MiG-29 is a twin-engine aircraft designed in the Soviet Union. Developed by the Mikoyan design bureau as an air superiority fighter during the 1970s, the MiG-29, along with the larger Sukhoi Su-27, was developed to counter new American fighters. The MiG-29 entered service with the Soviet Air Force in 1983.

 

While originally oriented towards combat against any enemy aircraft, many MiG-29s have been furnished as multirole fighters capable of performing a number of different operations, and are commonly outfitted to use a range of air-to-surface armaments and precision munitions. 

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About 1,600 MiG-29s are currently operational worldwide and almost 600 MiG-29s and variants are in service with the Russian Air Force.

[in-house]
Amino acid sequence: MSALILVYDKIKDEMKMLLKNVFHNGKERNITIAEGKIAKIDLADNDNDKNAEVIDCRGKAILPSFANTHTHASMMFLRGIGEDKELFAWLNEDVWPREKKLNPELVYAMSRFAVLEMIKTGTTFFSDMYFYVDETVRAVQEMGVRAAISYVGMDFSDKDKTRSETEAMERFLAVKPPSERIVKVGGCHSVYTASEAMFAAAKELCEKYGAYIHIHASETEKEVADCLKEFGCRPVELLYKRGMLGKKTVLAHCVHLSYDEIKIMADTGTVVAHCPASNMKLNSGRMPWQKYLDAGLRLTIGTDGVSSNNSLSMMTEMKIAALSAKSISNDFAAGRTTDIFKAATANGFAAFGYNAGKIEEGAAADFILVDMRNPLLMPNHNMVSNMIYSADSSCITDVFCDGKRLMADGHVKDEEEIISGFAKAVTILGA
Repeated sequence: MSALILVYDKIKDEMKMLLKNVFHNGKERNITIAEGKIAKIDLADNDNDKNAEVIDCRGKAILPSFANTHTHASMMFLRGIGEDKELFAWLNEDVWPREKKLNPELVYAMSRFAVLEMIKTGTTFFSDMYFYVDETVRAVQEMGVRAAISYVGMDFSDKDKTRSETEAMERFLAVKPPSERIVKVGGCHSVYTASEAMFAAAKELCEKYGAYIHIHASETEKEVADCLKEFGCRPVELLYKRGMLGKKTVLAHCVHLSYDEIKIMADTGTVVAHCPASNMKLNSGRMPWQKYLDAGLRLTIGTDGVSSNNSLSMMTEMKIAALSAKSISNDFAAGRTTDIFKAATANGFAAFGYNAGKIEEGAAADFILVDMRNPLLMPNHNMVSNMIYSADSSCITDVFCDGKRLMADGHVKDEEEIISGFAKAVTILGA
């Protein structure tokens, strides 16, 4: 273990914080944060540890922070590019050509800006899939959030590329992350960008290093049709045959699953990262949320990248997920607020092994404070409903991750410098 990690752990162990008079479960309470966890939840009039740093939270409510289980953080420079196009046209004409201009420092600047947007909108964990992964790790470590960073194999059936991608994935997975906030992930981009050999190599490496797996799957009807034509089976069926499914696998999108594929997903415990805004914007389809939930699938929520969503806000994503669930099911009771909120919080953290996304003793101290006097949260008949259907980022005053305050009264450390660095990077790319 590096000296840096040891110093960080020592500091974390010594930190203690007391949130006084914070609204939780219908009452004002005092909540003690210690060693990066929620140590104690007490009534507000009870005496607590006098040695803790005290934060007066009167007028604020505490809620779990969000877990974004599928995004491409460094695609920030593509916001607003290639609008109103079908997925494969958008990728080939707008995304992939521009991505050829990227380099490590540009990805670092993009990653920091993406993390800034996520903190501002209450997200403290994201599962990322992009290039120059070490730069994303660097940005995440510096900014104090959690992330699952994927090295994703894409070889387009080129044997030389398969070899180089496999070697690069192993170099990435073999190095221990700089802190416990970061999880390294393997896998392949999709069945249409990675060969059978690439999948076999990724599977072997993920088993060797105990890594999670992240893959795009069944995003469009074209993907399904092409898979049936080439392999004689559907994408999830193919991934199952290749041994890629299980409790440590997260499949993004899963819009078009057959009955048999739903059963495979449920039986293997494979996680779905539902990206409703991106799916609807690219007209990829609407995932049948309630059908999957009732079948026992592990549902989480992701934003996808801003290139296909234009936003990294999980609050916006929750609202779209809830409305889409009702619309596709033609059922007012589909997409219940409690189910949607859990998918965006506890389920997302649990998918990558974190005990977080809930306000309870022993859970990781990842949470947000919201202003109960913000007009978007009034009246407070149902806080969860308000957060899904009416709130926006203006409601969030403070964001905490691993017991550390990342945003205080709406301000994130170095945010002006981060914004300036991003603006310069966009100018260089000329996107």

The MiG-29 can climb at the rate of 330m/s. The maximum and cruise speed of the aircraft are 2,400km/h and 1500km/h, individually. The ferry range is 2,100km. Its range and service ceiling are 1,430km and 18,000m respectively.

The aircraft weighs around 11,000kg and its maximum take-off weight is 18,000kg.

 

The MiG-29 fighter is armed with seven external weapon hard points. The aircraft can carry: up to two R-27 air-to-air medium-range missiles; six R-73 and R-60 air-to-air short range missiles; four pods of S-5, S-8, S-24 unguided rockets; air bombs weighing up to 3,000kg and 30mm built-in aircraft gun with 150 rounds of ammunition.